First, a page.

South Thoresby is a village and a parish about 4 miles west of Alford, 8 miles north of Spilsby and about 9 miles southeast of Louth in the Wold hills. A stream called the Withern Eau runs through the parish and eventualy joins the Great Eau. The parish covers about 950 acres and includes the hamlets of Calceby and Driby.
If you are planning a visit:
By automobile, take the A16 trunk road south out of Louth just past Swaby. Or, from Alford, take the A1104 arterial road west to the A16, then north on that road about a mile and turn right for South Thoresby.
South Thoreby Warren was declared a Nature Reserve in 2008.
For many years in the 20th century, South Thoresby was the site of a Magic Wand Factory. For some reason they were unable to make a go of it and the business has moved and the old building reverted to residences.
Ian PATERSON provides a photograph of the Vine Inn on Geo-graph, taken in 2008.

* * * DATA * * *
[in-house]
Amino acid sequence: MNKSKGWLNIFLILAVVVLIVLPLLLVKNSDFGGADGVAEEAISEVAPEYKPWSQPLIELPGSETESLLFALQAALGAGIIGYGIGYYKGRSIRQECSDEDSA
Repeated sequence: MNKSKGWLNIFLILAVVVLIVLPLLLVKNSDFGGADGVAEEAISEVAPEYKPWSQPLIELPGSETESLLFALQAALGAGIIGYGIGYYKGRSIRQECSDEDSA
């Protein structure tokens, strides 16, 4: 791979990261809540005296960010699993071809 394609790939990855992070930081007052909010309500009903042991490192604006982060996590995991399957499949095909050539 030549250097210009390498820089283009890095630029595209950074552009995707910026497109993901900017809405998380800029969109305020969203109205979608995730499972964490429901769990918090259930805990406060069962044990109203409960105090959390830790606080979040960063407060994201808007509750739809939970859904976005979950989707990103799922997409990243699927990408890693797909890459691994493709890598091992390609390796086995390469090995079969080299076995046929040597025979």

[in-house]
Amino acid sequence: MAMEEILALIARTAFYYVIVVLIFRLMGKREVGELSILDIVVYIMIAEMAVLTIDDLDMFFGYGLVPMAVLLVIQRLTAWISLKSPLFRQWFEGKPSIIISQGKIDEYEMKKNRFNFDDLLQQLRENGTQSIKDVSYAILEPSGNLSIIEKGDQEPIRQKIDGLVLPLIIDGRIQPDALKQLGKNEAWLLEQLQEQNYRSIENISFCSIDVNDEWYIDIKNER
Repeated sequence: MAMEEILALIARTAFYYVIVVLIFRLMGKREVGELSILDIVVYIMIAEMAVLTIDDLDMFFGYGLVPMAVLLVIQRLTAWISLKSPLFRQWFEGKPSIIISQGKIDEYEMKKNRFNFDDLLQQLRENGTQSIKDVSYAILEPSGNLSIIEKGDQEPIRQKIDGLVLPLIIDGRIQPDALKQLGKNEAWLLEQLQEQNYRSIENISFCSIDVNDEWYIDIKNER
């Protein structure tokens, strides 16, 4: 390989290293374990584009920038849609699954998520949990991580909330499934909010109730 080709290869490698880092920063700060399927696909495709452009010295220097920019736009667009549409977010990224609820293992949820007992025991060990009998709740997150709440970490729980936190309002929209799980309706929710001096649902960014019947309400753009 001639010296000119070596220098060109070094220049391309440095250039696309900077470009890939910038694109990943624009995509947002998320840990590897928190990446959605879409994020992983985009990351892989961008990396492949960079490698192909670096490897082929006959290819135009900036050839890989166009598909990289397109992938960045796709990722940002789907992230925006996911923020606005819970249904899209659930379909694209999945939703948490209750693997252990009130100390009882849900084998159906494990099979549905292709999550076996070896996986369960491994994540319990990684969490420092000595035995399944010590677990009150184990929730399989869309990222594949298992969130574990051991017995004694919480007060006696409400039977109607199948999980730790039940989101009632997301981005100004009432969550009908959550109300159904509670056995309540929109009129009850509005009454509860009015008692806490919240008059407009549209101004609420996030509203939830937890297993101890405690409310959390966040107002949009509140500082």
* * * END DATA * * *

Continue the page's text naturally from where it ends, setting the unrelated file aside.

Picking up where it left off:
The Vine Inn (also called the Vine Hotel) dates back to at least 1842 when it was a popular stopover for coaches and men on horseback. It offered food, drink, stables, blacksmithing and wheelwright work. At last report, the Vine Inn was for sale. Here are the names listed in various directories for the Inn:
John HILTON, blacksmith
Samuel WHITE, blacksmith
Samuel WHITE, vict.
Mrs. Caroline MICHAEL
The 1881 census shows the following people at the Inn (RG11 / 3260, folio 21):
The name derives from the Old Scandinavian Thorir+by, meaning "farmstead or village of a man called Thorir". It appears as Toresbi in the 1086 Domesday Book. [A. D. Mills, "A Dictionary of English Place-Names," Oxford University Press, 1991].